Paul Larkin, senior legal research fellow at The Heritage Foundation's Center for Legal and Judicial Studies, in his most recent memorandum, offers a strong response to a paper entitled "Logging and the Law" published by the Union of Concerned Scientists (UCS) criticizing the proposed Freedom from Over-Criminalization and Unjust Seizures Act of 2012 (FOCUS Act). This is the second consecutive rebuttal offered by Larkin who also responded to an article by Jon Adler at the Police: The Law Enforcement Magazine Website, written on behalf of the Federal Law Enforcement Officers Association (FLEOA) which argued that the FOCUS Act "would put federal officers and agents at risk by taking away their right to carry firearms in the course of their criminal law enforcement duties."
In short the FOCUS Act as introduced by Senator Rand Paul (R-KY) and Representative Paul C. Broun (R-GA) respectively would substitute civil for criminal penalties in the federal Lacey Act and eliminate that law's reliance on foreign law. Groups like UCS urge that criminal enforcement of the Lacey Act is necessary and will benefit the global environment and the domestic economy. Larkin disagrees and articulates a two-part argument:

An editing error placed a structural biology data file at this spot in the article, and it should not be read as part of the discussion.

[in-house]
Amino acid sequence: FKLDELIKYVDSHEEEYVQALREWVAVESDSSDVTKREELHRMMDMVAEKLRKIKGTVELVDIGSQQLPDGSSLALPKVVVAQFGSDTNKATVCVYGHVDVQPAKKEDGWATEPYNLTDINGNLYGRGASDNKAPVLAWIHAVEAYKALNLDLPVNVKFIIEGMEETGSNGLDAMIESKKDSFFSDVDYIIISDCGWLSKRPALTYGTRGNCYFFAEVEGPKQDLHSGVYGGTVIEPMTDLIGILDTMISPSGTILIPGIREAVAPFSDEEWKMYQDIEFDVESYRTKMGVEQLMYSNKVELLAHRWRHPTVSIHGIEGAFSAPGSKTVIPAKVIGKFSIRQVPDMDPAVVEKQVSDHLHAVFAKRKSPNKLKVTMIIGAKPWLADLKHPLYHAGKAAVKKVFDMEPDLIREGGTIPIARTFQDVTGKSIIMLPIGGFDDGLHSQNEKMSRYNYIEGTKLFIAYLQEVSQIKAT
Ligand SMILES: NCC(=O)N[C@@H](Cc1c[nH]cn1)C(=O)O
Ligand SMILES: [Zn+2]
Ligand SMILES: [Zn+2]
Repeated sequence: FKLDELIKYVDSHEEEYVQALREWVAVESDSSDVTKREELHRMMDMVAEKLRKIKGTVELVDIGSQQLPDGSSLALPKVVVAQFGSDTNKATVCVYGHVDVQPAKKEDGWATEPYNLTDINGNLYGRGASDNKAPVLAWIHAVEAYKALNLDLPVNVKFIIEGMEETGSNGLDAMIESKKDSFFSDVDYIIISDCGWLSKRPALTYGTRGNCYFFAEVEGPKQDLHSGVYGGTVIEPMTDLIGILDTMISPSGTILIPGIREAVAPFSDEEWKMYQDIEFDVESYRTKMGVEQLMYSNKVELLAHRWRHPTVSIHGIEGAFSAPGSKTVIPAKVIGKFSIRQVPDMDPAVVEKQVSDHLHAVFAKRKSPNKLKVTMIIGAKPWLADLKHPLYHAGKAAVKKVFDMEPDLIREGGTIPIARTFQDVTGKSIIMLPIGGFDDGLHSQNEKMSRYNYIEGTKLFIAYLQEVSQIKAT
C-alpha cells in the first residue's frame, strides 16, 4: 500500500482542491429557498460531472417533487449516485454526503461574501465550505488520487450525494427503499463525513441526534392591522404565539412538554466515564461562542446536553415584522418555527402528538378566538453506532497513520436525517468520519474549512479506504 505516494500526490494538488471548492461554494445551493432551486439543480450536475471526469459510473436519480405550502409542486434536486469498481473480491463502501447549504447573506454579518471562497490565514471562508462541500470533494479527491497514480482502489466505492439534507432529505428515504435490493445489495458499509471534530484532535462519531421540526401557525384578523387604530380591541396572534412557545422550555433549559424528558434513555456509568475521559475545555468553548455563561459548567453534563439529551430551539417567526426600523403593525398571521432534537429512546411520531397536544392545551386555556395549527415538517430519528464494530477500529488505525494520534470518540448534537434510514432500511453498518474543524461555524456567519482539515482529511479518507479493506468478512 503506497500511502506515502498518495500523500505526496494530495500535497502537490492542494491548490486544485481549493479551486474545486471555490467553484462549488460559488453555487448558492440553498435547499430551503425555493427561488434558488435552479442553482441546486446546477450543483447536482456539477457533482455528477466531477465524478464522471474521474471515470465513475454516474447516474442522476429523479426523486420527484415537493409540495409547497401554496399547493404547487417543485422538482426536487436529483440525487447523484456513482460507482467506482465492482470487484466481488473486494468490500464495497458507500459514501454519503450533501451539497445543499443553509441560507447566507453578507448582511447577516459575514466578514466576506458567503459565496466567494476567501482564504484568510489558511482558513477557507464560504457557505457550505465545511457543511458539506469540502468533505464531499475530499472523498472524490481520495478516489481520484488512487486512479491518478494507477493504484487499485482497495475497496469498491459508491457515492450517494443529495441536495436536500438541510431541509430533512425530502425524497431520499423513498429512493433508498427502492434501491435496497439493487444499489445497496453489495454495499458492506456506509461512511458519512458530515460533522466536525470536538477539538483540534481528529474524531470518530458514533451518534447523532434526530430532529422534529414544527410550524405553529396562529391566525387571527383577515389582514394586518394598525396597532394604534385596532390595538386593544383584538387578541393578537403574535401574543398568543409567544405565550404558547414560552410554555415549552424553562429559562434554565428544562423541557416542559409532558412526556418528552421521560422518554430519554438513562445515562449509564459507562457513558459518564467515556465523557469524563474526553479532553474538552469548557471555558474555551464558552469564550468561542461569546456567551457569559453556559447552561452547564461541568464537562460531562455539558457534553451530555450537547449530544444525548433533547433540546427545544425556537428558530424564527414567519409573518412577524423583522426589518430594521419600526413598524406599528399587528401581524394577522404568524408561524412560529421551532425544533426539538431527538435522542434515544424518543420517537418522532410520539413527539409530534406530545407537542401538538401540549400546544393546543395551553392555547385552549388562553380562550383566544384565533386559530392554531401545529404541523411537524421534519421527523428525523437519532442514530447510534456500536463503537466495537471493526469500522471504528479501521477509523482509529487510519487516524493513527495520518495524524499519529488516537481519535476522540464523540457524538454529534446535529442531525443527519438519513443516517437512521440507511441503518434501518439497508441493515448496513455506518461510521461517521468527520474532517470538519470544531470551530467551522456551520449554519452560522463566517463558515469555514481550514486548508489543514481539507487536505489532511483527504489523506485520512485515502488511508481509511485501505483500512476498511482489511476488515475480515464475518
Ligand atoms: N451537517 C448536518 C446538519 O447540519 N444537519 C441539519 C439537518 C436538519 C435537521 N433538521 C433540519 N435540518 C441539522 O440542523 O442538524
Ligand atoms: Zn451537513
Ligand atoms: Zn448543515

(1) criminal enforcement of the Lacey Act leads to miscarriages of justice, and
(2) criminal enforcement of the Lacey Act is unnecessary.
Larkin explains these points at length in his paper and makes a strong case for the proposed legislative reforms needed to curb overcriminalization.